SAN DIEGO (FRONTLINE MEDICAL NEWS) – Following simple institutional care guidelines helped clinicians identify pediatric patients at moderate-to-severe risk of venous thromboembolism (VTE), results from a single-center study showed.

“Hospital-acquired VTE is on the rise in the pediatric population,” lead study author Emily Southard, MD, said at the biennial summit of the Thrombosis & Hemostasis Societies of North America. “This consists of a DVT or [pulmonary embolism] 48 hours or more after admission, or any time at the site of a central venous catheter.”

One published study found a 70% increased incidence in the pediatric population from 2001-2007 ( Pediatrics 2009;124[4]:1001-8 ). More than half of the children in that study (63%) had at least one coexisting complex medical condition, with malignancy being the most common.

Hospital-acquired VTE cases tend to harbor a number of complications, said Dr. Southard, who is a pediatric hematology/oncology fellow at Children’s Hospital Colorado , Aurora. For example, 15%-20% of patients with a DVT will have a pulmonary embolism (PE) as well, 26% of patients with upper or lower extremity DVT develop post-thrombotic syndrome, and 3% of patients with PE develop chronic pulmonary hypertension.

“Medical costs are also impacted,” she said. “The cost for a hospital-acquired VTE in pediatrics increased the length of stay by about 8 days and increased the cost of hospital admission by more than $27,000.”

Known risk factors for VTE in this patient population include ICU admission (Odds Ratio, 2.14), presence of a central venous catheter (OR, 2.12), mechanical ventilation (OR, 1.56), and prolonged admission (OR, 1.03 for each day).

Risk factors in pediatric trauma patients include ICU admission (OR, 6.25), transfusion of blood products (OR, 2.1), lower extremity fracture (OR, 1.8), and neurosurgery (OR, 2.13). She and her associates hypothesized that understanding the relative contributions of clinical, biological, and genetic risk factors for pediatric VTE would help appropriately risk-stratify patients and allow better prophylactic approaches.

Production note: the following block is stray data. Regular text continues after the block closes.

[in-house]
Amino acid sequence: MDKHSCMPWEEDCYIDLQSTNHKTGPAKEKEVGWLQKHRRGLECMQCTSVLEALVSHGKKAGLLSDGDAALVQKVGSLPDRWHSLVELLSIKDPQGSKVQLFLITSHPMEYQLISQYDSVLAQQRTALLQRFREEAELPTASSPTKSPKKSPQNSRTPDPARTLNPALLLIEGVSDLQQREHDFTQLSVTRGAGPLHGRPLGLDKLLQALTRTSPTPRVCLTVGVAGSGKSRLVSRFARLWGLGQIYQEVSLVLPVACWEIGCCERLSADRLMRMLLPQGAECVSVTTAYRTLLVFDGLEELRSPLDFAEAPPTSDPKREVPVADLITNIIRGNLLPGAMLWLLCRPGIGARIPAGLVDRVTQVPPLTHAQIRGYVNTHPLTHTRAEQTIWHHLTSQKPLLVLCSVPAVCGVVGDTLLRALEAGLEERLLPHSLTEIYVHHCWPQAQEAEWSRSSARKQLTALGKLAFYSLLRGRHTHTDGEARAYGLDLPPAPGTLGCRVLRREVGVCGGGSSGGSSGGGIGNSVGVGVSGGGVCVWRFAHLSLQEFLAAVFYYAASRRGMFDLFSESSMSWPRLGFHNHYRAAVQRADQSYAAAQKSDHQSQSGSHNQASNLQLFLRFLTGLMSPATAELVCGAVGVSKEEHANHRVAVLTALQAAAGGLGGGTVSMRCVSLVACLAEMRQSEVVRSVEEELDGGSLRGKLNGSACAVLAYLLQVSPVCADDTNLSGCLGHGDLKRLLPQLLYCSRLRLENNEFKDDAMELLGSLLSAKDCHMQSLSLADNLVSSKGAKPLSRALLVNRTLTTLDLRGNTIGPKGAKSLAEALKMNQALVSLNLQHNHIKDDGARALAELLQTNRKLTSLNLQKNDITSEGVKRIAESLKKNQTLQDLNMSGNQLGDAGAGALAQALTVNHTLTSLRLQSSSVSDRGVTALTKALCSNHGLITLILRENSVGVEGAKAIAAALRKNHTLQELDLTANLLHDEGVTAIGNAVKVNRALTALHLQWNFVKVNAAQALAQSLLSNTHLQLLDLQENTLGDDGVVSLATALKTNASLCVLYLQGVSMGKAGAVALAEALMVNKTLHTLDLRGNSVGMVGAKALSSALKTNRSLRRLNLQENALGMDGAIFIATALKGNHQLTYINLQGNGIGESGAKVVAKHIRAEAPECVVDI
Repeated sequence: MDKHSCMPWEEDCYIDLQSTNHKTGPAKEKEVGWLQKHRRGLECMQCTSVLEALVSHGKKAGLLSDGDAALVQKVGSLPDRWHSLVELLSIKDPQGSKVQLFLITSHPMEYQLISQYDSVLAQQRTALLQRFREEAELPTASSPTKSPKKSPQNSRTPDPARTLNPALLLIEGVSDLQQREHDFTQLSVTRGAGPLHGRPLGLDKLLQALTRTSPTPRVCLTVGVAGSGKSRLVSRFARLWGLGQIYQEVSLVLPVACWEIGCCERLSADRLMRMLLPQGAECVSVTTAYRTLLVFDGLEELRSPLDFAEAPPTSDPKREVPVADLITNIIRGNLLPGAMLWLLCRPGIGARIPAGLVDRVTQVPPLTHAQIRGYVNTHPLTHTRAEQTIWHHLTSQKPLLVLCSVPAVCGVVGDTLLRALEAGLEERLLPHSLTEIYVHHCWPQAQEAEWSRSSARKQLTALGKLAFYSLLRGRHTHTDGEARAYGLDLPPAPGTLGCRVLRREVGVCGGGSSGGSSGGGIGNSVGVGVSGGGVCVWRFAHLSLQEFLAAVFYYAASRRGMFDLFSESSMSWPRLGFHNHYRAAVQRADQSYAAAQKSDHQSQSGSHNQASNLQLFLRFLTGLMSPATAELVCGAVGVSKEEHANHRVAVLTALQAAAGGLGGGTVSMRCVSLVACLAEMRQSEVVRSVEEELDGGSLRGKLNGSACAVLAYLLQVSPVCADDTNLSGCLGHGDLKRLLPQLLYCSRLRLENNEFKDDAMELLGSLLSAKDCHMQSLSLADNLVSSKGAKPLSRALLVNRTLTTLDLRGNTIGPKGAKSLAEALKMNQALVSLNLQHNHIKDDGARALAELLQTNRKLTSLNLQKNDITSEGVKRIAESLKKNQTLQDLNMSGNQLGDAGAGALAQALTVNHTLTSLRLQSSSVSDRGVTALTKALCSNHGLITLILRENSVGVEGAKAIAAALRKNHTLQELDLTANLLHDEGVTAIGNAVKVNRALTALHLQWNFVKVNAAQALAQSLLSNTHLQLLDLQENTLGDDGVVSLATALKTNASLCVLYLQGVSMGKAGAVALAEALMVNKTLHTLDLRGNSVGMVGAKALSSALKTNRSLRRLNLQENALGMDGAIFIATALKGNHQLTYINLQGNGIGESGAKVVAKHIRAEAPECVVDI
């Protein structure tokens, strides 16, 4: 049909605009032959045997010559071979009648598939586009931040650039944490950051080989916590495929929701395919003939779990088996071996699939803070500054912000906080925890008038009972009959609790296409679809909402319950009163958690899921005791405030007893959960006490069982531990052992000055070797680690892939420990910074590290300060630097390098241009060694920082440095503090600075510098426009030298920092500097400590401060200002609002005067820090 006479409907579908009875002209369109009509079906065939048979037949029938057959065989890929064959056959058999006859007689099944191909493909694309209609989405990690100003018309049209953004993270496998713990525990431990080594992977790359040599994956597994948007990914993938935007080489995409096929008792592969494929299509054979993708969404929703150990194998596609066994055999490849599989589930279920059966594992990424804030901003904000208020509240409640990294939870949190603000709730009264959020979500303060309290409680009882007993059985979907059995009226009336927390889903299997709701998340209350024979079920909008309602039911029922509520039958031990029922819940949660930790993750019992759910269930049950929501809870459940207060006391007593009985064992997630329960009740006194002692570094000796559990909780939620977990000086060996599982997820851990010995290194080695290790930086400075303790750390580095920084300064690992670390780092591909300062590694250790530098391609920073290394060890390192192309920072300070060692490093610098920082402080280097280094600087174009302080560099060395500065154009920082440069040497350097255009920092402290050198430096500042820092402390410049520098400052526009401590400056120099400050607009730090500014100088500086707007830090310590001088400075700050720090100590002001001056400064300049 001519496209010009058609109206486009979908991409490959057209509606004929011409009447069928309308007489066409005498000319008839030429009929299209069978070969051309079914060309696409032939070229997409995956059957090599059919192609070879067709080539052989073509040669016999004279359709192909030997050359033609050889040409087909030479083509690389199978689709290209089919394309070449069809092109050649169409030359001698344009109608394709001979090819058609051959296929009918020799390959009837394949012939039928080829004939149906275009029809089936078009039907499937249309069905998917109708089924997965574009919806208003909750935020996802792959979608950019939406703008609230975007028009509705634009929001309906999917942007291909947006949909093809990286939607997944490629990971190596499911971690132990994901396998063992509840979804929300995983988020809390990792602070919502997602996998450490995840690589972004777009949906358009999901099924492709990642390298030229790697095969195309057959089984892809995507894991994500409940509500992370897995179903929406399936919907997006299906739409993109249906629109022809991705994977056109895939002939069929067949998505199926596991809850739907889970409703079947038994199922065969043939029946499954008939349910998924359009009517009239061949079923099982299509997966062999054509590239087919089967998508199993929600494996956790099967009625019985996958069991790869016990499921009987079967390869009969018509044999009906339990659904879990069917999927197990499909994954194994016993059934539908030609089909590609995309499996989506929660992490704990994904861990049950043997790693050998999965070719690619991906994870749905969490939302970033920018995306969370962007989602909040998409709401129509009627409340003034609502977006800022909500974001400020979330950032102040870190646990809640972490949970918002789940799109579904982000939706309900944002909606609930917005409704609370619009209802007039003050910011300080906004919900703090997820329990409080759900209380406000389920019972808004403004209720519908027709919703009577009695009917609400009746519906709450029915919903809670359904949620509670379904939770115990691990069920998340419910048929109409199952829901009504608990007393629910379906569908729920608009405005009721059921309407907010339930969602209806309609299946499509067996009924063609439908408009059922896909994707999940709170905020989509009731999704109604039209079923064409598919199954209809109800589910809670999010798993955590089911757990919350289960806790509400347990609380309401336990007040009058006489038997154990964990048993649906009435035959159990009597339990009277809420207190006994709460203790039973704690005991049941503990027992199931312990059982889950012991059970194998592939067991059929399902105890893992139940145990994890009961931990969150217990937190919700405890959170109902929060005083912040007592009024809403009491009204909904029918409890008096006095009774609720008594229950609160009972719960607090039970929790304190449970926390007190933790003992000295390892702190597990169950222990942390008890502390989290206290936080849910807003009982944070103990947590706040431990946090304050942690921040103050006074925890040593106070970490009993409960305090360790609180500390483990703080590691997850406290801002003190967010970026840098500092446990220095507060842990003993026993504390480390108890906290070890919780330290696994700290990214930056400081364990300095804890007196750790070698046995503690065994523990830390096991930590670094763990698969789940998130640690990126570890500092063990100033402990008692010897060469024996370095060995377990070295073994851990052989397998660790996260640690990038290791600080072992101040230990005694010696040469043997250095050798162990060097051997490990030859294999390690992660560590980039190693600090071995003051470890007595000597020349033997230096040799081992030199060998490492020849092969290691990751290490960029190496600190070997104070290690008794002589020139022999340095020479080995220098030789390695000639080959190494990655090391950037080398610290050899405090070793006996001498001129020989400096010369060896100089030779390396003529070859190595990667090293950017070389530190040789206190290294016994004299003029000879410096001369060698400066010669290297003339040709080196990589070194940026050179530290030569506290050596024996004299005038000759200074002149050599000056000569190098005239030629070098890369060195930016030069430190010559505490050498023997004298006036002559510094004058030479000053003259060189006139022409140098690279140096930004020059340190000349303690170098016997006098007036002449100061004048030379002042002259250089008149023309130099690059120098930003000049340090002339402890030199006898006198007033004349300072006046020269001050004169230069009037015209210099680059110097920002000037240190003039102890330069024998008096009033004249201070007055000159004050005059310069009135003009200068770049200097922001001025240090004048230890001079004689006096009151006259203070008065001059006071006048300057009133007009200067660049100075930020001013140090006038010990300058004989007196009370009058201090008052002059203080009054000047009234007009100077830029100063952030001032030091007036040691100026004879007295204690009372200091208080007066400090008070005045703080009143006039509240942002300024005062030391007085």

In 2012, Children’s Hospital Colorado implemented a VTE risk assessment tool as part of a hospital-wide patient safety initiative. The assessment is triggered via an Epic Best Practice Advisory to complete in certain higher-risk patients, including ICU patients, hematology/oncology floor patients, any patients with a central line catheter, and those who are over age 12 and obese.

Clinicians also assess for risk factors such as significant infection, recent surgery, and personal or family history of thrombophilia. Next, they classify each patient’s risk of hospital-acquired VTE as high, moderate, or low risk.

In a pilot study, Dr. Southard and her associates set out to validate the accuracy of the institution’s VTE risk assessment tool since it was implemented in 2012. She presented findings from 215 hospital-acquired VTE cases in patients younger than age 18, compared with age-matched inpatient controls. Data from patients under 6 months of age is available after October 2016, coinciding with a change in definition of pediatric hospital-acquired VTE.

Most hospital-acquired VTE patients (77.2%) ranged in age from 1-17 years. The number of patients admitted for a trauma diagnosis was similar between VTE cases and controls (7.4% vs. 7.9%, respectively). However, compared with controls, a significantly greater number of VTE cases were immobile (41.8% vs. 10.3%, respectively), required ICU admission (86.4% vs. 26.5%), had a central venous catheter (80.4% vs. 10.9%), had a positive blood culture (16.7% vs. 1.9%), required surgery or a medical procedure (57.7% vs. 36.7%), and had a longer procedure time (a mean of 151 vs. 133 minutes).

The researchers also found that upon initial admission, 7.9% of VTE cases were identified as high risk and another 21.9% were identified as moderate risk, compared with 1.2% and 3.7% in the controls, respectively.

“Patients identified as moderate or high risk for VTE were generally more medically complex patients,” Dr. Southard said.

Future directions of this project include expanding the patient population that has a risk assessment performed.

Dr. Southard reported having no financial disclosures.

SOURCE: Southard E et al. THSNA 2018 .